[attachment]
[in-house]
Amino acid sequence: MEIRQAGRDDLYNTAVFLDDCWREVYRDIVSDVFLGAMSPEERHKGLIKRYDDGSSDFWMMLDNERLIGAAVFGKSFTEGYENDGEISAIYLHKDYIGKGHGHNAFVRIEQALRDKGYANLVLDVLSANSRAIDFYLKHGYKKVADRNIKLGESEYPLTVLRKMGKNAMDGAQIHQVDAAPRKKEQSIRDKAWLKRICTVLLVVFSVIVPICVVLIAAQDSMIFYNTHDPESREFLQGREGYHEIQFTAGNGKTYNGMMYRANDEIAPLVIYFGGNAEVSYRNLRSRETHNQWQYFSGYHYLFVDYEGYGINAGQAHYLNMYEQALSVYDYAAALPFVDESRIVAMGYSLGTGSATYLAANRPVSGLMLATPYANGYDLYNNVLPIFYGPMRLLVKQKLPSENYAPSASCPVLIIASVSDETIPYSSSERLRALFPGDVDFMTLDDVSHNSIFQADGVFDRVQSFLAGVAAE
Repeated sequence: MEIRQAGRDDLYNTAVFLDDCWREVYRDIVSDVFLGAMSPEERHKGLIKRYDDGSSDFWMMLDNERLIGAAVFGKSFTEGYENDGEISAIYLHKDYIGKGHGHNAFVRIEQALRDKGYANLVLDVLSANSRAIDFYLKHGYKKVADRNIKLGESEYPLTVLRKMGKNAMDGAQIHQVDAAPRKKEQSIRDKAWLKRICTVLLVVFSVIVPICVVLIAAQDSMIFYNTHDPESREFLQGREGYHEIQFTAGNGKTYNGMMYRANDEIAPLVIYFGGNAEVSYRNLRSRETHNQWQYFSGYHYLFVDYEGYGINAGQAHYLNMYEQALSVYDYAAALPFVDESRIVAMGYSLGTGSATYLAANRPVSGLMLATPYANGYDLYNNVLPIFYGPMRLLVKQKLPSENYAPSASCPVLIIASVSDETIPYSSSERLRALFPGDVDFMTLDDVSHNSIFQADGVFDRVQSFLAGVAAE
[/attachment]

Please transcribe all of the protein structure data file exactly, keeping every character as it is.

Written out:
[in-house]
Amino acid sequence: MEIRQAGRDDLYNTAVFLDDCWREVYRDIVSDVFLGAMSPEERHKGLIKRYDDGSSDFWMMLDNERLIGAAVFGKSFTEGYENDGEISAIYLHKDYIGKGHGHNAFVRIEQALRDKGYANLVLDVLSANSRAIDFYLKHGYKKVADRNIKLGESEYPLTVLRKMGKNAMDGAQIHQVDAAPRKKEQSIRDKAWLKRICTVLLVVFSVIVPICVVLIAAQDSMIFYNTHDPESREFLQGREGYHEIQFTAGNGKTYNGMMYRANDEIAPLVIYFGGNAEVSYRNLRSRETHNQWQYFSGYHYLFVDYEGYGINAGQAHYLNMYEQALSVYDYAAALPFVDESRIVAMGYSLGTGSATYLAANRPVSGLMLATPYANGYDLYNNVLPIFYGPMRLLVKQKLPSENYAPSASCPVLIIASVSDETIPYSSSERLRALFPGDVDFMTLDDVSHNSIFQADGVFDRVQSFLAGVAAE
Repeated sequence: MEIRQAGRDDLYNTAVFLDDCWREVYRDIVSDVFLGAMSPEERHKGLIKRYDDGSSDFWMMLDNERLIGAAVFGKSFTEGYENDGEISAIYLHKDYIGKGHGHNAFVRIEQALRDKGYANLVLDVLSANSRAIDFYLKHGYKKVADRNIKLGESEYPLTVLRKMGKNAMDGAQIHQVDAAPRKKEQSIRDKAWLKRICTVLLVVFSVIVPICVVLIAAQDSMIFYNTHDPESREFLQGREGYHEIQFTAGNGKTYNGMMYRANDEIAPLVIYFGGNAEVSYRNLRSRETHNQWQYFSGYHYLFVDYEGYGINAGQAHYLNMYEQALSVYDYAAALPFVDESRIVAMGYSLGTGSATYLAANRPVSGLMLATPYANGYDLYNNVLPIFYGPMRLLVKQKLPSENYAPSASCPVLIIASVSDETIPYSSSERLRALFPGDVDFMTLDDVSHNSIFQADGVFDRVQSFLAGVAAE